Wednesday, December 22, 2010

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Nikon Super CoolScan 9000ED - Last Chance!

After a bit of digging around the 'Net, it looks as though my prediction is coming true.  I had been telling people that my gut feeling was that the 9000ED might last through to the end of the year, but I wasn't hopeful that it would be around too much longer.

Well sure enough, various large online resellers are listing the Nikon Super CoolScan 9000ED scanner as discontinued. In addition, Nikon USA's website has the scanner in their "product archive" section too. I am fairly certain that when existing inventory at Nikon Canada is sold out, there will be no more available. We currently have stock (at $2,649) and are planning another small order, but that will likely be the last we'll see of this outstanding film scanner.

For those wondering what the fuss is about, since for example Epson does make some decent flatbed scanners with film scanning capabilities, there is simply no comparison at all between the scan quality you get from a Nikon versus what you get on even the best Epson flatbed.  The Nikon 9000ED will give you razor sharp scans of 35mm and 120 (medium format) film all the way to 4000dpi.  You can see film grain sharply outlined at full resolution and the scanner will accurately autofocus on the film to compensate for slight positional variations from frame to frame.  In my experience, if you're lucky, you might see improvements up to about 2800dpi on the Epson scanners, but beyond that, scans just get softer and softer as you bump the resolution, firstly because their high-resolution flatbed scanners do not autofocus and secondly because I do not believe the film-scanning optics to be as good.  They are fixed focus, with only a crude adjustment capability for the film holders which allows you three different positions in 1/2 mm increments.  The Nikon 9000ED give true AF on your film, resulting in way more detail.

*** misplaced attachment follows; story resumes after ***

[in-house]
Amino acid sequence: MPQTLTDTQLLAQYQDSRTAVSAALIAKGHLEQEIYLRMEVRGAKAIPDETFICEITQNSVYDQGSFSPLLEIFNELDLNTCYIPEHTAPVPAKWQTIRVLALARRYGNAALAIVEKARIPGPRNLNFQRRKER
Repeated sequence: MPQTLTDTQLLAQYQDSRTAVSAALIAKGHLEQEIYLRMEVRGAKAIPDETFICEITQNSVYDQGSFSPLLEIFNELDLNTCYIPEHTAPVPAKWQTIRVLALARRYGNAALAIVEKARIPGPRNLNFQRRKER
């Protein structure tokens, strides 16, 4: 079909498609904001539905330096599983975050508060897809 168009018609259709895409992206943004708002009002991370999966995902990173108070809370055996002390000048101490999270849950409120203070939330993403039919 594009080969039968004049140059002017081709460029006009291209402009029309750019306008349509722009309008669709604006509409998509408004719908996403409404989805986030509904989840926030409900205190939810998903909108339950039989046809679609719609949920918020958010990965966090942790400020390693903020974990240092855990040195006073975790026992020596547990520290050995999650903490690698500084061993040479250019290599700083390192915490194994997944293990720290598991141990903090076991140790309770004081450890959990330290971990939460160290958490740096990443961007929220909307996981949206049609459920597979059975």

The Nikon also gives much better results with colour negative film, resulting in excellent colour and good skin-tones.  With the Epson, accurate colour can sometimes be a struggle with neg-film and for colour slides, the shadow detail is not as clean as from the Nikon, when you use Nikon's Multi-Sample Scanning capabilities.

It's certainly not that the Epson units are bad scanners, for the money they are actually quite good, but if you really want to get the best scans without spending a huge sum, the Nikon is the way to go.  When the 9000ED is gone, the only good film scanners remaining will be the Hasselblad FlexTight models (currently the X1 and the X5) but those start at around $14,000!  Yes, they are very very good, but most photographers (unfortunately!) won't have the budget for a Hasselblad scanner.

Lastly, there are a variety of very inexpensive film "scanners" out there but note that most of these use tiny point&shoot camera CMOS sensors with macro lenses to take a snapshot of your film.  The image quality from those is pretty questionable - relatively low resolution, cheap lens, generally poor dynamic range. When it comes to scanners (or "scanners"), you really do get what you pay for.

So consider this your last "warning".  If you want a 9000ED, you had better act quickly!


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